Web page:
At CauseVox, we know that it takes more than a couple fundraising campaigns to meet the ever-growing financial needs of the average nonprofit or charity. Thankfully, there’s an effective way to bring in enough money to support your organization over the year and it doesn’t involve an annual campaign.
Think about integrating a recurring giving plan into your fundraising calendar.
“Think about integrating a recurring giving plan into your fundraising calendar.” tweet this
There are many reasons why recurring donation campaigns are growing in popularity among nonprofits and charities. So, let’s dive into some of the basics to see if this fundraising technique is right for you.
Recurring Donation Campaigns Are Popular
According to the M+R 2015 Benchmark Study, the percentage of online donations made monthly increased by 32% between 2013 and 2014.
Recurring Donation Campaigns Are Lucrative For A Nonprofit
And it’s not just the popularity of recurring giving that appeals to us nonprofit professionals, it’s also because donors who participate in recurring giving campaigns give around 42% more over the course of a year. That’s really significant!
Recurring Donations Keep Your Donor Engaged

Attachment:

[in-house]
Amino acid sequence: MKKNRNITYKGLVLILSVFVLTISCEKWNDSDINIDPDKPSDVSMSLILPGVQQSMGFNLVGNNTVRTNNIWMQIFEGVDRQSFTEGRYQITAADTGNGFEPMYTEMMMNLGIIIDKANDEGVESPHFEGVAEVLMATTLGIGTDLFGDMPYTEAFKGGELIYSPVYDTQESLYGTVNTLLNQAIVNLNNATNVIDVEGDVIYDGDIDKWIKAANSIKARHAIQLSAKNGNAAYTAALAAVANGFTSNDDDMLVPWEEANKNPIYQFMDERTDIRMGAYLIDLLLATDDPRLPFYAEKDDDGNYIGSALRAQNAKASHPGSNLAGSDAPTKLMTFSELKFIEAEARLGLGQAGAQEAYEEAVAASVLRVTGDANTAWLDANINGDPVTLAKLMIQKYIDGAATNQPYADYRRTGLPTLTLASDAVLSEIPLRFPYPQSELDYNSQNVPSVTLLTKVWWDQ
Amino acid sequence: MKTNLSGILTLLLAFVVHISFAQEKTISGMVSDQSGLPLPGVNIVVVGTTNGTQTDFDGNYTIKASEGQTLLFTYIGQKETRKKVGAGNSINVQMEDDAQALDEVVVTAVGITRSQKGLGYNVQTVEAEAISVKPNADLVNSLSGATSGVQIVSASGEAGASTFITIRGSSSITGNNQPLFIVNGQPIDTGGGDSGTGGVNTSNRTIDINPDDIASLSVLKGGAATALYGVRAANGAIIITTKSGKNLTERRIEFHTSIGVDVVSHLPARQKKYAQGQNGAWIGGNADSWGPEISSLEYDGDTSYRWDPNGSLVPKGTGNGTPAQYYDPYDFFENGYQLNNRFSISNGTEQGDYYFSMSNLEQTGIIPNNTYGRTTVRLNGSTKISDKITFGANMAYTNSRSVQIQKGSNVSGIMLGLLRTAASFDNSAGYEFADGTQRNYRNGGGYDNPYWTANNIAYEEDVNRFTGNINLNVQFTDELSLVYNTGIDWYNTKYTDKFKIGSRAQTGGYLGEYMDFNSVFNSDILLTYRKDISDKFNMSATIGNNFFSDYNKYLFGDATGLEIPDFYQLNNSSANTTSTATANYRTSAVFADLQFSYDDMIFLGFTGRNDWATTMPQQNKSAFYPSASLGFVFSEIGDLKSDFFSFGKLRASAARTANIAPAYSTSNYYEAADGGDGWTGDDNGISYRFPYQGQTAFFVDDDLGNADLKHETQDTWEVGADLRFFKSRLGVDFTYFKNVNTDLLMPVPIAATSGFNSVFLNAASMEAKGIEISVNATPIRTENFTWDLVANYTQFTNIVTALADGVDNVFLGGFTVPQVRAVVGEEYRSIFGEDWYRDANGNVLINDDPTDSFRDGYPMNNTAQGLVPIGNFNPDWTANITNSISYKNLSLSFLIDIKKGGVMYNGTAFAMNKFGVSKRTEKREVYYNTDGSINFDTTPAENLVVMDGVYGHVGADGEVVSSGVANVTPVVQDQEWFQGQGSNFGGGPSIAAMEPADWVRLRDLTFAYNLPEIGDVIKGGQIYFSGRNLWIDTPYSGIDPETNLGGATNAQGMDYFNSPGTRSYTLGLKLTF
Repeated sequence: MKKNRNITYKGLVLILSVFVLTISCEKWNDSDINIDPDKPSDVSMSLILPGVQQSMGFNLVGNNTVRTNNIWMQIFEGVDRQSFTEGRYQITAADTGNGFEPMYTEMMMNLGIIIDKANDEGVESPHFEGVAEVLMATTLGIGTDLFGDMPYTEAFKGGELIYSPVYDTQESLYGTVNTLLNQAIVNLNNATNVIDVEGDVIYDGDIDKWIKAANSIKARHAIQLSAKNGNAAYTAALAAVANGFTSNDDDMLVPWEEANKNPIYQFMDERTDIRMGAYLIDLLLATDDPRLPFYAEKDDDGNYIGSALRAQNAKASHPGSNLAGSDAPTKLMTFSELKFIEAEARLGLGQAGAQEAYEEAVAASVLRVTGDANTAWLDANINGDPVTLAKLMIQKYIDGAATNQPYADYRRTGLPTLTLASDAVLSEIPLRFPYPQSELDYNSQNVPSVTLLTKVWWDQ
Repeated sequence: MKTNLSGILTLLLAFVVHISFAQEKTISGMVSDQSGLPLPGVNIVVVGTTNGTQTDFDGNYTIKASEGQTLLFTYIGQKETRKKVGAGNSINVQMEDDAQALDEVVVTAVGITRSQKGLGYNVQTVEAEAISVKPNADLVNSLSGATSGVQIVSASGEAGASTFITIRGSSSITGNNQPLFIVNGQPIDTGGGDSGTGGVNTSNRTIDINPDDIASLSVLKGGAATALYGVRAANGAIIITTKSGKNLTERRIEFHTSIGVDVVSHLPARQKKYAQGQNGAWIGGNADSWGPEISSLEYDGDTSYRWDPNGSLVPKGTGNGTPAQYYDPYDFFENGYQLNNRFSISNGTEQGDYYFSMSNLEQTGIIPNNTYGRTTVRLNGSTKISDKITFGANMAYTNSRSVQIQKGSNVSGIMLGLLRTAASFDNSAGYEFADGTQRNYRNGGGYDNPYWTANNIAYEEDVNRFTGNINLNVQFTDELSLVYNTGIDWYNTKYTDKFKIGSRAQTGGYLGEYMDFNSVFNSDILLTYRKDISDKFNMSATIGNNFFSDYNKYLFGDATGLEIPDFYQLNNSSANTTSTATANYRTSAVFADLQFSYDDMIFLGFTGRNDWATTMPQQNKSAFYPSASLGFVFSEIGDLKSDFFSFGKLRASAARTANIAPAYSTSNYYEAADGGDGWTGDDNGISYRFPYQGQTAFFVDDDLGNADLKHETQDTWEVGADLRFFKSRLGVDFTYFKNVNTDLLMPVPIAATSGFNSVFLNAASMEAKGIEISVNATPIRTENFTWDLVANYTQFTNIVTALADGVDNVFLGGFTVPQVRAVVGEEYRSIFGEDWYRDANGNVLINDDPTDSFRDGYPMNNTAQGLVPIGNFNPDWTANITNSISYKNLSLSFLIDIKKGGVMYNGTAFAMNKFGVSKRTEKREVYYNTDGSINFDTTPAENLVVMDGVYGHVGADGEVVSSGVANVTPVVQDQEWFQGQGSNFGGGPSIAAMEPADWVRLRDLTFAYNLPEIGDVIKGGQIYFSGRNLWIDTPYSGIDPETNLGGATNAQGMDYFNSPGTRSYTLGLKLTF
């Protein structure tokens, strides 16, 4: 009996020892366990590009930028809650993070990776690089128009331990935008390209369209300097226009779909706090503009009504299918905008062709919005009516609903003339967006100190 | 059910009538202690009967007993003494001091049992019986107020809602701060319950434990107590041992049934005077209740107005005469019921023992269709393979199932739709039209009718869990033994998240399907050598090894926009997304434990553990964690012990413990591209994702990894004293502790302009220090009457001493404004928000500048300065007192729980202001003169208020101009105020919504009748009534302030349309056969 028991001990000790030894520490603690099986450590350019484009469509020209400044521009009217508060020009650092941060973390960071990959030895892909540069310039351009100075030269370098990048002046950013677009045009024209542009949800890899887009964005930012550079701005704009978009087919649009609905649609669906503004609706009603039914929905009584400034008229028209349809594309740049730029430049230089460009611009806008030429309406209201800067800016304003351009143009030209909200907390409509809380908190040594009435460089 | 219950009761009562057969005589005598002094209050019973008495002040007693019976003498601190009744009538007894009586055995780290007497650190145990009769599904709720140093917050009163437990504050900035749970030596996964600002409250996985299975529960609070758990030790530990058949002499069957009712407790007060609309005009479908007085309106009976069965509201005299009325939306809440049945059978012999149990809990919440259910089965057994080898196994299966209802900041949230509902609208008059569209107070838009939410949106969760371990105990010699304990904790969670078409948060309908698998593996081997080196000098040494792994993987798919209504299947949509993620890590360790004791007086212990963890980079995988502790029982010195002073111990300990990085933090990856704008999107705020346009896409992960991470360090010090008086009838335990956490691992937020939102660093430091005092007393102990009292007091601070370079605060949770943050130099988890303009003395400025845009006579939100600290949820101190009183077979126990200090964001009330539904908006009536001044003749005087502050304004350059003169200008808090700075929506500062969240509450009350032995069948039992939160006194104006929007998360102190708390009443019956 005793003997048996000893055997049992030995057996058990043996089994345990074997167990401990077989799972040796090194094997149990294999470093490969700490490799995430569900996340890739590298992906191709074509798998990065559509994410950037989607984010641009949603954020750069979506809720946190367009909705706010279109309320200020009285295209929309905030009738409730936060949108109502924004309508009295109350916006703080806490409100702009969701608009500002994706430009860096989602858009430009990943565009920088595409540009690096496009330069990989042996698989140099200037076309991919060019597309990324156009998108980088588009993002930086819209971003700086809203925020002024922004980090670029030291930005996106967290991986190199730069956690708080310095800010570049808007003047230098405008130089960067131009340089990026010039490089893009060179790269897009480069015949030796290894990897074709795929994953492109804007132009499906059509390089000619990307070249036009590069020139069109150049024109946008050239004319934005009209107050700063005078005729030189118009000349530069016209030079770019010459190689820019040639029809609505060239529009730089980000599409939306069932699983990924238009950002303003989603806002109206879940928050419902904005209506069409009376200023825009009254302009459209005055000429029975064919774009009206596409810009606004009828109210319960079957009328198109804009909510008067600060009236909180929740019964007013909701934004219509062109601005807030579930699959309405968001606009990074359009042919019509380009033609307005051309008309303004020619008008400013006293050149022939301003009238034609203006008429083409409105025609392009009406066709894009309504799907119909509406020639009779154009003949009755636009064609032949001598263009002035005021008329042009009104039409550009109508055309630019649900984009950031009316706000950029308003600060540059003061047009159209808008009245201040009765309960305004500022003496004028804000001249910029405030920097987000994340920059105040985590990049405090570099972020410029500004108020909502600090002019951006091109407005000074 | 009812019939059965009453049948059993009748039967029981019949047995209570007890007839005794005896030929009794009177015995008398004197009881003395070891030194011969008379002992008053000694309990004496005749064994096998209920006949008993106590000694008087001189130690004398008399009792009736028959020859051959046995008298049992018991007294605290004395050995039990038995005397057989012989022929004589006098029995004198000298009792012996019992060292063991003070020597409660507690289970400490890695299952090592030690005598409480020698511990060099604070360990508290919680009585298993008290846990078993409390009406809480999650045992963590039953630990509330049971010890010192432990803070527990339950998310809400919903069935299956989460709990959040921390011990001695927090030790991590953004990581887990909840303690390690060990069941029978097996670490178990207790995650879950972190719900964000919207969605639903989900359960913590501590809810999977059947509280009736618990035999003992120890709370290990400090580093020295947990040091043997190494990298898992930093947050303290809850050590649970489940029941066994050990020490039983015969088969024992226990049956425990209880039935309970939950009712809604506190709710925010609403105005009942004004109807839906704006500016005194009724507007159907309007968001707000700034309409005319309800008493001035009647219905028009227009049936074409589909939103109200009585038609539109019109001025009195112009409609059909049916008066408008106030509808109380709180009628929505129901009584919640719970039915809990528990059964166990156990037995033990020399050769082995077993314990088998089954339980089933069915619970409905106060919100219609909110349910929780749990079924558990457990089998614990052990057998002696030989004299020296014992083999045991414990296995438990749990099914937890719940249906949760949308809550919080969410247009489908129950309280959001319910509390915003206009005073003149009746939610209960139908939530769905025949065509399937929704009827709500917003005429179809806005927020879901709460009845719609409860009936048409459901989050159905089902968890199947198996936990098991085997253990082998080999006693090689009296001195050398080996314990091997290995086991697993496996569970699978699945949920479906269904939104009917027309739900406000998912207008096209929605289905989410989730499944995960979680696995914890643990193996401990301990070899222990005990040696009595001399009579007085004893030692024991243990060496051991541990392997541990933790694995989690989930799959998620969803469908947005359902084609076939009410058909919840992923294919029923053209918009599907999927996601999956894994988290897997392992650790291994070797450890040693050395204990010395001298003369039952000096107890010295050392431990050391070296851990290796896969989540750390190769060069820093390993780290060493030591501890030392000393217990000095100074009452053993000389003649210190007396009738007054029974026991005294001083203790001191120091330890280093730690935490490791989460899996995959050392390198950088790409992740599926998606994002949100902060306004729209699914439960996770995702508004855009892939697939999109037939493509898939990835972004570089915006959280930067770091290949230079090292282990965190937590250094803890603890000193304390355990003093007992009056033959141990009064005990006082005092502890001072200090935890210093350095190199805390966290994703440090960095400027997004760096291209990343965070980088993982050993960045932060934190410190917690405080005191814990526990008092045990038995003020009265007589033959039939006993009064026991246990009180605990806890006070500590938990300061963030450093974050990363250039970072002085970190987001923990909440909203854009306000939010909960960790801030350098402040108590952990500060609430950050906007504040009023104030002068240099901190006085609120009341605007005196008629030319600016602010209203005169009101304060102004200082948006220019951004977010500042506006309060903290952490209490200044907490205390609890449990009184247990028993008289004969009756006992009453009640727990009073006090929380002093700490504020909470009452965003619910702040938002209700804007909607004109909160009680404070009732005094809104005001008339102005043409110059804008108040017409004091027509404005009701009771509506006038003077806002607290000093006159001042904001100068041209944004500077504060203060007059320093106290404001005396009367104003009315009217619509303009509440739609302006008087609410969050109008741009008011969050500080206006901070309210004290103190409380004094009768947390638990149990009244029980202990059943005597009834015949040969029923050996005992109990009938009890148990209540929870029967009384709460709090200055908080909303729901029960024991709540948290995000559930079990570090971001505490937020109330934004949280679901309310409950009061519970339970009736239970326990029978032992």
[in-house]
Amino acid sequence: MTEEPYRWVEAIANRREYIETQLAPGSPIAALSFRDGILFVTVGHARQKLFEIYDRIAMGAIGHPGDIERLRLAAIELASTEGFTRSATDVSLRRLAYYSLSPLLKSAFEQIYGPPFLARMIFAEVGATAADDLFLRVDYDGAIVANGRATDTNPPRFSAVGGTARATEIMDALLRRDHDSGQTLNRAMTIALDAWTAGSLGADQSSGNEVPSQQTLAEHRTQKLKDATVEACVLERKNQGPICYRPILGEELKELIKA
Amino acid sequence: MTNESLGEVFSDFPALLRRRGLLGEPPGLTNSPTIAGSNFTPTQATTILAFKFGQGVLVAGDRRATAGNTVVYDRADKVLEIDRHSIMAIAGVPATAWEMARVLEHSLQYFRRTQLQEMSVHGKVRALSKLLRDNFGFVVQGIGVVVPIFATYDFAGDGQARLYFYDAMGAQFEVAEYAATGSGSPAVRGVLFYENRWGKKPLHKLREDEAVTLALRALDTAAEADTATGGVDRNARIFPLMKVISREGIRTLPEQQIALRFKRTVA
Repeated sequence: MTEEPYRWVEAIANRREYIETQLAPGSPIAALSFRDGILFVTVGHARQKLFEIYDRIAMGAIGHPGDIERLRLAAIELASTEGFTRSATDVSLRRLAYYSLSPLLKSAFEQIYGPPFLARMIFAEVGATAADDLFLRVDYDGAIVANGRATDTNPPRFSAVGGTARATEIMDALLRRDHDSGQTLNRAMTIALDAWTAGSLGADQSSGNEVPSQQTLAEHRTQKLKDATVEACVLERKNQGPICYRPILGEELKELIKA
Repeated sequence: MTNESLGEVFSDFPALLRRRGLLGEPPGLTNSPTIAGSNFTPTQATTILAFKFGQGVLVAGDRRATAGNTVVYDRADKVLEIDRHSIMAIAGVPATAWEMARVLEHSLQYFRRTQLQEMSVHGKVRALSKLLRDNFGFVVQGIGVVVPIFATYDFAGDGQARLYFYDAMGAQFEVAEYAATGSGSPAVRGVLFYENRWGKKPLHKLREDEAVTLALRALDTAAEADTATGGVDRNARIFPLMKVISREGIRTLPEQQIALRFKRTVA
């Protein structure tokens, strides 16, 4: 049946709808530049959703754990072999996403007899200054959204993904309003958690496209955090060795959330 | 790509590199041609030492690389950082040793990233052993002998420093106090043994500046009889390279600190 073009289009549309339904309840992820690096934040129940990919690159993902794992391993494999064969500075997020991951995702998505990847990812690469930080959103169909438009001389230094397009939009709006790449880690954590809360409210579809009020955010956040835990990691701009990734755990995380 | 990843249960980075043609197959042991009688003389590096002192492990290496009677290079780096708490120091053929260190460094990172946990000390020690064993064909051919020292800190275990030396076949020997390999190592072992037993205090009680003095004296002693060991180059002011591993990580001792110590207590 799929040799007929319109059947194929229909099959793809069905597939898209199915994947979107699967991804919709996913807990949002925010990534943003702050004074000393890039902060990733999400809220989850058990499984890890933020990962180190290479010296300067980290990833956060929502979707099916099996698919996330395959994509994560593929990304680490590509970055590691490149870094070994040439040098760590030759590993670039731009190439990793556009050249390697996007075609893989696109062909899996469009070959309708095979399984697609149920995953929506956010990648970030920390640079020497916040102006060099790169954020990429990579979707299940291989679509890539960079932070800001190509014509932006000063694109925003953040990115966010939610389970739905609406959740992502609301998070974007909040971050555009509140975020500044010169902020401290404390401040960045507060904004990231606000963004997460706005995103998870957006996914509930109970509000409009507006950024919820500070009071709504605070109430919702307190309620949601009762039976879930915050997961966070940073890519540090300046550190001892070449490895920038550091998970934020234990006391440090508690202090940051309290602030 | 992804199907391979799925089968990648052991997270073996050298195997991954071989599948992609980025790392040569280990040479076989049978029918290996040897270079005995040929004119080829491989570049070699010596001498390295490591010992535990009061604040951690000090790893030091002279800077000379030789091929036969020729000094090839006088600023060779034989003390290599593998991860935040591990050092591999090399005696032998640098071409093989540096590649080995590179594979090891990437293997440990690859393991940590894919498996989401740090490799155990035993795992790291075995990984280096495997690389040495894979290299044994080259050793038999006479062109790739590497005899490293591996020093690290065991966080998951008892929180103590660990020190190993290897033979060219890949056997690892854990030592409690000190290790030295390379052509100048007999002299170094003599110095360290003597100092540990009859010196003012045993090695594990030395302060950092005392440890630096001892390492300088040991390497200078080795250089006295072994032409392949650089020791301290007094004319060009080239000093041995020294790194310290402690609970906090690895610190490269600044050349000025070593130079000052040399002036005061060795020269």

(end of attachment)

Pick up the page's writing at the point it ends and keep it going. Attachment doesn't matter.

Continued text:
Donor retention is difficult, to say the least. The Fundraising Effectiveness Project of 2015 found that 19% of first-time nonprofit donors were retained compared to 63% of repeat donors, meaning that your chances of losing a donor decrease the more frequently they give.
With recurring donation campaigns, you’re increasing the donor’s engagement and ensuring they stay involved.
Recurring Donations Help Fundraisers
Your job as a nonprofit fundraiser is not easy. Not only do you have to bring in a steady (if not growing) stream of funds, you also always have to keep donor retention and engagement top of mind. But that’s why recurring giving is so great. These campaigns keep you connected to the donor on an ongoing basis, helping your retention efforts.
As you can see, the benefits of recurring donation campaigns are huge! So it’s time to get started. Here are 3 tips to help you run a wildly successful recurring donation campaign.
“Here are 3 tips to help you run a wildly successful recurring donation campaign.” tweet this
1. Make It Personal By Showing Impact
People give to nonprofits and charities because they want to make a difference in the world. Yet, as a fundraiser, it’s so easy to lose sight of this. It’s sometimes impossible to draw your attention away from the numbers. Do we have enough funds to meet our budget? What is our donor churn this year? So we send out a quick thank you and move on to the next campaign.
But we have to move away from this, even with our returning donors. Instead of sending out a generic thank you to a recurring donor, it’s important that we continuously connect them with the impact of their gift.
Follow Watsi’s lead and connect your donor directly to the impact they’re making– not just once, but every time a gift is made. They use their monthly thank you email as an opportunity to highlight a client served by their organization.
You can show your recurring donors the impact of their gift by: